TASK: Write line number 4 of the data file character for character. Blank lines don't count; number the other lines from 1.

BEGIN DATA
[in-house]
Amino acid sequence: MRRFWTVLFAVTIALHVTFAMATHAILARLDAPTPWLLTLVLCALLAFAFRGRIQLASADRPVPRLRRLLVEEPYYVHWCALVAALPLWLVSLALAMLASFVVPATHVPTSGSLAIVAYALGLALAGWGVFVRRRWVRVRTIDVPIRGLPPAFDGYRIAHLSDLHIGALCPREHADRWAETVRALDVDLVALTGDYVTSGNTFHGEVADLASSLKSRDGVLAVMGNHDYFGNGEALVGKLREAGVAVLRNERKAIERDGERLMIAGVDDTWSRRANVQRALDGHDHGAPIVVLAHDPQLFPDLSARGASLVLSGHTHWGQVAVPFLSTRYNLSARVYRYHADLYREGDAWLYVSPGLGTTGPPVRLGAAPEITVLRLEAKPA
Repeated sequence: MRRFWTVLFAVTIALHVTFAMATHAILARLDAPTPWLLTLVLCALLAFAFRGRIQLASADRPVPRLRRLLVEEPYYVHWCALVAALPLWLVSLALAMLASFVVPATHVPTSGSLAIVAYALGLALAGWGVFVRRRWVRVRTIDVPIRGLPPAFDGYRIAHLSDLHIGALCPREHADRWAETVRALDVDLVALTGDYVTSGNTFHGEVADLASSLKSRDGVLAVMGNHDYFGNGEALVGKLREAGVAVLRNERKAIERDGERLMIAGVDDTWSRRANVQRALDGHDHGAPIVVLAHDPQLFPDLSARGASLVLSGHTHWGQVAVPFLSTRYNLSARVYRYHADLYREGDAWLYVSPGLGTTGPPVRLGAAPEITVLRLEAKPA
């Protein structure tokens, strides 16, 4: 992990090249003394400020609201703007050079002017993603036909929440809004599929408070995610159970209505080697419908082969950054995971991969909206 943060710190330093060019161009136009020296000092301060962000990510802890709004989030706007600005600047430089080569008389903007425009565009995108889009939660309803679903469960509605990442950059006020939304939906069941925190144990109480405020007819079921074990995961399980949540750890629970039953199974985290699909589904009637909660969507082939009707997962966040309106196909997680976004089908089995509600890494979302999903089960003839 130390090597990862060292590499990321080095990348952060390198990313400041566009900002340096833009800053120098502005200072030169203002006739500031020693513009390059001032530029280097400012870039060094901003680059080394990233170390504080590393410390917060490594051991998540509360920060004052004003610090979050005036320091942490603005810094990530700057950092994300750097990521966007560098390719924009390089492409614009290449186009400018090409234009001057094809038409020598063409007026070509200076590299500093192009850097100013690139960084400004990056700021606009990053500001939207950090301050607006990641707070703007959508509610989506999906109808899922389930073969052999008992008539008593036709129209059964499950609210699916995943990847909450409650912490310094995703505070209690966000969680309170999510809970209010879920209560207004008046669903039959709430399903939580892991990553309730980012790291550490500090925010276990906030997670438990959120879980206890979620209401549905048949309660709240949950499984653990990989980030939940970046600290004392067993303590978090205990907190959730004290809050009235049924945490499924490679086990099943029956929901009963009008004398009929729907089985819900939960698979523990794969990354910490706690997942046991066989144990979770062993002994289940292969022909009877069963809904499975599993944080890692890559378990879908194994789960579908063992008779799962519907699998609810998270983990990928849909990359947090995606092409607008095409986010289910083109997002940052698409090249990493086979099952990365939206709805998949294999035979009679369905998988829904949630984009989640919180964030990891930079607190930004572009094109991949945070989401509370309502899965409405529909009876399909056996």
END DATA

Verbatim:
């Protein structure tokens, strides 16, 4: 992990090249003394400020609201703007050079002017993603036909929440809004599929408070995610159970209505080697419908082969950054995971991969909206 943060710190330093060019161009136009020296000092301060962000990510802890709004989030706007600005600047430089080569008389903007425009565009995108889009939660309803679903469960509605990442950059006020939304939906069941925190144990109480405020007819079921074990995961399980949540750890629970039953199974985290699909589904009637909660969507082939009707997962966040309106196909997680976004089908089995509600890494979302999903089960003839 130390090597990862060292590499990321080095990348952060390198990313400041566009900002340096833009800053120098502005200072030169203002006739500031020693513009390059001032530029280097400012870039060094901003680059080394990233170390504080590393410390917060490594051991998540509360920060004052004003610090979050005036320091942490603005810094990530700057950092994300750097990521966007560098390719924009390089492409614009290449186009400018090409234009001057094809038409020598063409007026070509200076590299500093192009850097100013690139960084400004990056700021606009990053500001939207950090301050607006990641707070703007959508509610989506999906109808899922389930073969052999008992008539008593036709129209059964499950609210699916995943990847909450409650912490310094995703505070209690966000969680309170999510809970209010879920209560207004008046669903039959709430399903939580892991990553309730980012790291550490500090925010276990906030997670438990959120879980206890979620209401549905048949309660709240949950499984653990990989980030939940970046600290004392067993303590978090205990907190959730004290809050009235049924945490499924490679086990099943029956929901009963009008004398009929729907089985819900939960698979523990794969990354910490706690997942046991066989144990979770062993002994289940292969022909009877069963809904499975599993944080890692890559378990879908194994789960579908063992008779799962519907699998609810998270983990990928849909990359947090995606092409607008095409986010289910083109997002940052698409090249990493086979099952990365939206709805998949294999035979009679369905998988829904949630984009989640919180964030990891930079607190930004572009094109991949945070989401509370309502899965409405529909009876399909056996």